Format

Send to

Choose Destination
Dev Biol. 2009 Apr 15;328(2):472-82. doi: 10.1016/j.ydbio.2009.02.010. Epub 2009 Feb 20.

Differential requirement for BMP signaling in atrial and ventricular lineages establishes cardiac chamber proportionality.

Author information

1
Developmental Genetics Program and Department of Cell Biology, Kimmel Center for Biology and Medicine, Skirball Institute of Biomolecular Medicine, New York University School of Medicine, New York, NY 10016, USA.

Abstract

The function of an organ relies upon the proper relative proportions of its individual operational components. For example, effective embryonic circulation requires the appropriate relative sizes of each of the distinct pumps created by the atrial and ventricular cardiac chambers. Although the differences between atrial and ventricular cardiomyocytes are well established, little is known about the mechanisms regulating production of proportional numbers of each cell type. We find that mutation of the zebrafish type I BMP receptor gene alk8 causes reduction of atrial size without affecting the ventricle. Loss of atrial tissue is evident in the lateral mesoderm prior to heart tube formation and results from the inhibition of BMP signaling during cardiac progenitor specification stages. Comparison of the effects of decreased and increased BMP signaling further demonstrates that atrial cardiomyocyte production correlates with levels of BMP signaling while ventricular cardiomyocyte production is less susceptible to manipulation of BMP signaling. Additionally, mosaic analysis provides evidence for a cell-autonomous requirement for BMP signaling during cardiomyocyte formation and chamber fate assignment. Together, our studies uncover a new role for BMP signaling in the regulation of chamber size, supporting a model in which differential reception of cardiac inductive signals establishes chamber proportion.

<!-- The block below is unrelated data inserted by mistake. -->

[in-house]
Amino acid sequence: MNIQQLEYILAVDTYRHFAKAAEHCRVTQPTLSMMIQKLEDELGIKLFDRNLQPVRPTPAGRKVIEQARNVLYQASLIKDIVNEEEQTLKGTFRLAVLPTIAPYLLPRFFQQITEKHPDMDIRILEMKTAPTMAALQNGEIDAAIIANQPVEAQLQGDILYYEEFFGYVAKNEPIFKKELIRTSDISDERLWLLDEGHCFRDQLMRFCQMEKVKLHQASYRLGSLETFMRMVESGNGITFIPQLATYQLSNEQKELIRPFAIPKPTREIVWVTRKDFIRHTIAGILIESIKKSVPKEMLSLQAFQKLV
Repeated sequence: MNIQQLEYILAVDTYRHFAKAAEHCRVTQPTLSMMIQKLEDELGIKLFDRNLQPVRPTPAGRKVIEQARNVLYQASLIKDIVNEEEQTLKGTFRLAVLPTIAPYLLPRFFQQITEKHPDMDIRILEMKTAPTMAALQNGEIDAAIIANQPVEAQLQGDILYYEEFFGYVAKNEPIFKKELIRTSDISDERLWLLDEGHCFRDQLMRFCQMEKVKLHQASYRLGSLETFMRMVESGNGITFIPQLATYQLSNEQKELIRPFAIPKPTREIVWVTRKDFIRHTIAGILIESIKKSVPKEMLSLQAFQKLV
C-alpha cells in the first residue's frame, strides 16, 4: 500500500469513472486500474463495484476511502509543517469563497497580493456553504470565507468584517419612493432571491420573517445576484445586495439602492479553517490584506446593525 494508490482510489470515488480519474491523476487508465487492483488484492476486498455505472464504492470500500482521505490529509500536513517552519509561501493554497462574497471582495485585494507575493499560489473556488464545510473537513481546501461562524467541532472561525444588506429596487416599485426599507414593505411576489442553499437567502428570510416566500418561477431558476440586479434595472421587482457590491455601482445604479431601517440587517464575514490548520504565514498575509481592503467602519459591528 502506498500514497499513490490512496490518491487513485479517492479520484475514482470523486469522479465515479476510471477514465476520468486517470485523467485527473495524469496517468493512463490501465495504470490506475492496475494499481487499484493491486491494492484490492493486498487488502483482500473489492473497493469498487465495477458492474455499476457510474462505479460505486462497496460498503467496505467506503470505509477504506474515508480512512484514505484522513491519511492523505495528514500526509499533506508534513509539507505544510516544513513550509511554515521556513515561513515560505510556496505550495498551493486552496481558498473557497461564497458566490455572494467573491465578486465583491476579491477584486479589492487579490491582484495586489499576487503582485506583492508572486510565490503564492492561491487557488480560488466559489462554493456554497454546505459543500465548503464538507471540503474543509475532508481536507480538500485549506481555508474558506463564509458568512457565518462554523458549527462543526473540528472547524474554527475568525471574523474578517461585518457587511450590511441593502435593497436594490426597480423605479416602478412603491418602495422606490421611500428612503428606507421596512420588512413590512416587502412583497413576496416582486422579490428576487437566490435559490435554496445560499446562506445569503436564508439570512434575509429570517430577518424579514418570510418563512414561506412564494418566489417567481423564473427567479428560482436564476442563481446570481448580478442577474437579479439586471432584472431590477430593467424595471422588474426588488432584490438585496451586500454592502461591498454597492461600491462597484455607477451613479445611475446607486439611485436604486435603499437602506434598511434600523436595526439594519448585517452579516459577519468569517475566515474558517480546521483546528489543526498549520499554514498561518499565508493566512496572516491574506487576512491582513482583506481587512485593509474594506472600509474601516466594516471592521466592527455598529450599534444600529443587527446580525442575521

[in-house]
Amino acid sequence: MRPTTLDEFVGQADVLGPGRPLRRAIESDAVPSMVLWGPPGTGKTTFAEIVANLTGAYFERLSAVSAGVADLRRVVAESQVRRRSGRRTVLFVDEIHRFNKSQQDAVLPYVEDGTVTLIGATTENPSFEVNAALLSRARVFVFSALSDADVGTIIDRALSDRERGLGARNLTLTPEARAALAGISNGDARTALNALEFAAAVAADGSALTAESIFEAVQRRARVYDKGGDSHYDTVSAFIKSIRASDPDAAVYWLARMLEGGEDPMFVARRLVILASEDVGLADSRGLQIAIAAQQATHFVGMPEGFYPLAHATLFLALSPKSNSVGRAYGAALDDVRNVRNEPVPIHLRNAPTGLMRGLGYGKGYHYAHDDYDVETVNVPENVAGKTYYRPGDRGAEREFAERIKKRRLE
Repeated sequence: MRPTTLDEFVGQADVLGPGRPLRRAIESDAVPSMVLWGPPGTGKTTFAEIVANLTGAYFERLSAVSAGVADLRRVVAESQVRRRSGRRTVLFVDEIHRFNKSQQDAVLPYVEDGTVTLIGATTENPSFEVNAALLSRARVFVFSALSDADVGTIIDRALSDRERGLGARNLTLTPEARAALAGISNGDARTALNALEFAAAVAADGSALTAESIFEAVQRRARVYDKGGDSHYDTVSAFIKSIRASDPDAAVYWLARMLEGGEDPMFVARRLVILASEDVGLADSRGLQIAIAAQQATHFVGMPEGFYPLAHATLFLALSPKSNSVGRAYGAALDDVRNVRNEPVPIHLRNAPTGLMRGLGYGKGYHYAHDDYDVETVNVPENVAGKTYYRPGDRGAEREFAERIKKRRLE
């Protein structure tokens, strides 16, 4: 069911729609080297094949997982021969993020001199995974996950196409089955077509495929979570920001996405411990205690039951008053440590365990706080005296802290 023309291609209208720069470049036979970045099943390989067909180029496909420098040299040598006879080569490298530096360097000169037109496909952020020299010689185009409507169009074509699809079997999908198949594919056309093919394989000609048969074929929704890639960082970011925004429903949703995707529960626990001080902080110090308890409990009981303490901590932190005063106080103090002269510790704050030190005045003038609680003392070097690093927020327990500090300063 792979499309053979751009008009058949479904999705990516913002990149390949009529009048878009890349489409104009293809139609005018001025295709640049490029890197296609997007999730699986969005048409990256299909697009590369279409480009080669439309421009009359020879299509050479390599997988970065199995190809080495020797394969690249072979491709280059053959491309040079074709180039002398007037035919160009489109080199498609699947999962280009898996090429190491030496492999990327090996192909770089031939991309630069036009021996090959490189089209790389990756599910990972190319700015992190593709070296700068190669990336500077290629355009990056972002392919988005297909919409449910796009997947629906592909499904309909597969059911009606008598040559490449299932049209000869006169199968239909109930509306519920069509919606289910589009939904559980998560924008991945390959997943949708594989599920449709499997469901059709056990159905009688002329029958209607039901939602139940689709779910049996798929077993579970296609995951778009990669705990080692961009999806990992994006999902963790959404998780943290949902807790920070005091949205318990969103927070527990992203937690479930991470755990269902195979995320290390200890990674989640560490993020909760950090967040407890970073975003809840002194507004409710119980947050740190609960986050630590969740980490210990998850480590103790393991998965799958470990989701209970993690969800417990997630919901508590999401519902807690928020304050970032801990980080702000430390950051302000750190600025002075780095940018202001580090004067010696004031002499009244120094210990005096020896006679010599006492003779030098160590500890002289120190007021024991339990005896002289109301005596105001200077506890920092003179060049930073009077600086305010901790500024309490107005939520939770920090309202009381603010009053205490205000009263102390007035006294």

PMID:
19232521
PMCID:
PMC2709526
DOI:
10.1016/j.ydbio.2009.02.010
[Indexed for MEDLINE]
Free PMC Article

Supplemental Content

Full text links

Icon for Elsevier Science Icon for PubMed Central
Loading ...
Support Center